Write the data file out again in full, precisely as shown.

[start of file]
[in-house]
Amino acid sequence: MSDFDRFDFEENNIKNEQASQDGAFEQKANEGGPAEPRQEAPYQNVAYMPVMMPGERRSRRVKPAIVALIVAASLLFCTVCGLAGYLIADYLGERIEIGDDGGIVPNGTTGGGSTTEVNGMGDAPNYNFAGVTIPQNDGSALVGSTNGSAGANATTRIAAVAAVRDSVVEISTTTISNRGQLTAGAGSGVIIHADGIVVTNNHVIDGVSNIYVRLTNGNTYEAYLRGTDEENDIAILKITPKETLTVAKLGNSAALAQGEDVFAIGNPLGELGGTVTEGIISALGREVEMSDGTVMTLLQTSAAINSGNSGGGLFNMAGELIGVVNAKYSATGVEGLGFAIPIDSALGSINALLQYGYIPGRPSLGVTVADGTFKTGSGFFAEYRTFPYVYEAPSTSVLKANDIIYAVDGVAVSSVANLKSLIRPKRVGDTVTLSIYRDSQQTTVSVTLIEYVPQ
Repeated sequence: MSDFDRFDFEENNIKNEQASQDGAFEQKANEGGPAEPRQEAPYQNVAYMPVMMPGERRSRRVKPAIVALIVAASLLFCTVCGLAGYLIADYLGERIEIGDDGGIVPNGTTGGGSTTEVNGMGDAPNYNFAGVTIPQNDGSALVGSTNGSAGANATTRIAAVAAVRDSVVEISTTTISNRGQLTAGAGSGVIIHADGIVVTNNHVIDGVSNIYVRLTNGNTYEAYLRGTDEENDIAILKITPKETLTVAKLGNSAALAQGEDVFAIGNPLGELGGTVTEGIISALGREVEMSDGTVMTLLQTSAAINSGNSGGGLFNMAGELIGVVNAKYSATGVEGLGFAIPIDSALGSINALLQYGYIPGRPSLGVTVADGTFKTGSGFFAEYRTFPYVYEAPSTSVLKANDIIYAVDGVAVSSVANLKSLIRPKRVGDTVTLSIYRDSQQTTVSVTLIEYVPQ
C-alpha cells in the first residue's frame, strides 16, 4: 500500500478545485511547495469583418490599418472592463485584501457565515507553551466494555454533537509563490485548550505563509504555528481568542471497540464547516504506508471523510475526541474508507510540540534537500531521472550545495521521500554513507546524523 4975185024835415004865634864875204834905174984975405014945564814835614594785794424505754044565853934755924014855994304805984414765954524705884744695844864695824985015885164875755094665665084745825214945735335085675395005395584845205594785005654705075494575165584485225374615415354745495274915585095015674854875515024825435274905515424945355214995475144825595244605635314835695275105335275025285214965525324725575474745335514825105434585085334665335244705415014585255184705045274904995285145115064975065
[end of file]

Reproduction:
[in-house]
Amino acid sequence: MSDFDRFDFEENNIKNEQASQDGAFEQKANEGGPAEPRQEAPYQNVAYMPVMMPGERRSRRVKPAIVALIVAASLLFCTVCGLAGYLIADYLGERIEIGDDGGIVPNGTTGGGSTTEVNGMGDAPNYNFAGVTIPQNDGSALVGSTNGSAGANATTRIAAVAAVRDSVVEISTTTISNRGQLTAGAGSGVIIHADGIVVTNNHVIDGVSNIYVRLTNGNTYEAYLRGTDEENDIAILKITPKETLTVAKLGNSAALAQGEDVFAIGNPLGELGGTVTEGIISALGREVEMSDGTVMTLLQTSAAINSGNSGGGLFNMAGELIGVVNAKYSATGVEGLGFAIPIDSALGSINALLQYGYIPGRPSLGVTVADGTFKTGSGFFAEYRTFPYVYEAPSTSVLKANDIIYAVDGVAVSSVANLKSLIRPKRVGDTVTLSIYRDSQQTTVSVTLIEYVPQ
Repeated sequence: MSDFDRFDFEENNIKNEQASQDGAFEQKANEGGPAEPRQEAPYQNVAYMPVMMPGERRSRRVKPAIVALIVAASLLFCTVCGLAGYLIADYLGERIEIGDDGGIVPNGTTGGGSTTEVNGMGDAPNYNFAGVTIPQNDGSALVGSTNGSAGANATTRIAAVAAVRDSVVEISTTTISNRGQLTAGAGSGVIIHADGIVVTNNHVIDGVSNIYVRLTNGNTYEAYLRGTDEENDIAILKITPKETLTVAKLGNSAALAQGEDVFAIGNPLGELGGTVTEGIISALGREVEMSDGTVMTLLQTSAAINSGNSGGGLFNMAGELIGVVNAKYSATGVEGLGFAIPIDSALGSINALLQYGYIPGRPSLGVTVADGTFKTGSGFFAEYRTFPYVYEAPSTSVLKANDIIYAVDGVAVSSVANLKSLIRPKRVGDTVTLSIYRDSQQTTVSVTLIEYVPQ
C-alpha cells in the first residue's frame, strides 16, 4: 500500500478545485511547495469583418490599418472592463485584501457565515507553551466494555454533537509563490485548550505563509504555528481568542471497540464547516504506508471523510475526541474508507510540540534537500531521472550545495521521500554513507546524523 4975185024835415004865634864875204834905174984975405014945564814835614594785794424505754044565853934755924014855994304805984414765954524705884744695844864695824985015885164875755094665665084745825214945735335085675395005395584845205594785005654705075494575165584485225374615415354745495274915585095015674854875515024825435274905515424945355214995475144825595244605635314835695275105335275025285214965525324725575474745335514825105434585085334665335244705415014585255184705045274904995285145115064975065